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The Real John Dewey


In the minds of most people born after the Second World War, John Dewey is an exceedingly dim presence, a figure apparently left stranded on the far side of the Sixties. He has seemed the spokesman for a world view whose day has passed. His ideas have not been thought worth knowing better, and his books, by and large, have not been read.

Once, of course, it was different. For more than half a century, from the time his experimental school for children, founded in 1896, achieved its worldwide renown until his death, in 1952, at the age of ninety-two, Dewey was one of the most celebrated public intellectuals in America. He published forty books, and lectured before almost every kind of audience. He helped to create some of the most prominent political and educational organizations established in his time: the American Civil Liberties Union, the NAACP, the League for Industrial Democracy, the New York Teachers Union, the American Association of University Professors, the New School for Social Research. His writings on education changed the way children were taught in places as far away as China; and his views were solicited on nearly every subject. “It is scarcely an exaggeration to say,” wrote Henry Steele Commager in 1950, “that for a generation no major issue was clarified until Dewey had spoken.”1

Robert Westbrook, who teaches history at the University of Rochester, thinks that neither of these Deweys—the Dewey lionized as “the national philosopher” in his own time and the Dewey generally dismissed in ours—is the real Dewey. The real Dewey, he believes, was “a deviant among American liberals,” “a minority, not a majority, spokesman within the liberal community,” “a more radical voice than has been generally assumed.” The key to this Dewey, he proposes, is his idea of democracy, and the purpose of his book is to explain what that idea was and why it remains important.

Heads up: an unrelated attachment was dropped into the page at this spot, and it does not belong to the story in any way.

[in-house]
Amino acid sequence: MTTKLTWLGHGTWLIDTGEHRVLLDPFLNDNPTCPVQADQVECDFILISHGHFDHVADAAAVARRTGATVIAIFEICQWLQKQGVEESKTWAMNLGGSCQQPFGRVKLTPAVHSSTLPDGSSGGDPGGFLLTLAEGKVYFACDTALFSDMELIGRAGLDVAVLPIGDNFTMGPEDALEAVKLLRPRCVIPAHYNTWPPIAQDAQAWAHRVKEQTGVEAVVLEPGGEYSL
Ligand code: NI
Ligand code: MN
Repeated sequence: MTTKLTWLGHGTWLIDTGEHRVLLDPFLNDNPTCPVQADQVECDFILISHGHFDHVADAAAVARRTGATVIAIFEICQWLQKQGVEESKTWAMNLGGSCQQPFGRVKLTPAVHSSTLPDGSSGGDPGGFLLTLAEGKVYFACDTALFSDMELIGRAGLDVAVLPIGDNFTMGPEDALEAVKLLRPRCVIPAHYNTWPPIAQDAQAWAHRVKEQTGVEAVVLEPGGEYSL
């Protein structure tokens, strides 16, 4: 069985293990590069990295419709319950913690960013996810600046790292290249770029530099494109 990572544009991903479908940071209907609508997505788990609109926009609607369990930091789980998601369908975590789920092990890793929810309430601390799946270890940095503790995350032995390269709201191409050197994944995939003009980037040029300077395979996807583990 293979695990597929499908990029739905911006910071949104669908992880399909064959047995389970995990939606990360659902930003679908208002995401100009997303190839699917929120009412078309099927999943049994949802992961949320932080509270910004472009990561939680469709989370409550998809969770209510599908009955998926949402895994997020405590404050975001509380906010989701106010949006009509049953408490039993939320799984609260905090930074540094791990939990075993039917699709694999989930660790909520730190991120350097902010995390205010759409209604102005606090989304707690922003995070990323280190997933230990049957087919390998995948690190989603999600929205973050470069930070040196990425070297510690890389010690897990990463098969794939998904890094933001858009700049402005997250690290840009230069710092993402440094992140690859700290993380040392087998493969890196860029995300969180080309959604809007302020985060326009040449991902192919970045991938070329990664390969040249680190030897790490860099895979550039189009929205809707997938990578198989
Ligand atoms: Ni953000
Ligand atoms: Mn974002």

John Dewey and American Democracy is an exceptionally intelligent, rigorous, and thorough book. Although it is offered as an interpretation of one aspect of Dewey’s thought, it makes a first-rate guide through the enormous (and, many have complained, often turgid) mass of Dewey’s writing.2 Westbrook’s call for a renewed appreciation of Dewey’s relevance—his implicit claim that Dewey really belongs to the generation that failed to read him rather than to the generation that actually did—is strengthened by great learning and conviction, and it will find many responsive echoes.

Westbrook does not have much to say about Dewey’s personal life, but neither did Dewey. Dewey was born in Burlington, Vermont, in 1859 (which, as few commentators have been able to resist pointing out, also happens to be the year of On the Origin of Species, a work whose influence on Dewey was paramount). Both parents were descended from generations of Vermonters. His father was a storekeeper, a witty man who recited Milton and Shakespeare around the shop, but whose greatest ambition for his sons is said to have been the hope that one of them might grow up to become a mechanic. Dewey’s mother was a strong-minded and evangelical woman. He attended the local public school, the local Congregationalist church, and, eventually, the local college, which was the University of Vermont. He graduated in 1879; there were eighteen students in his class.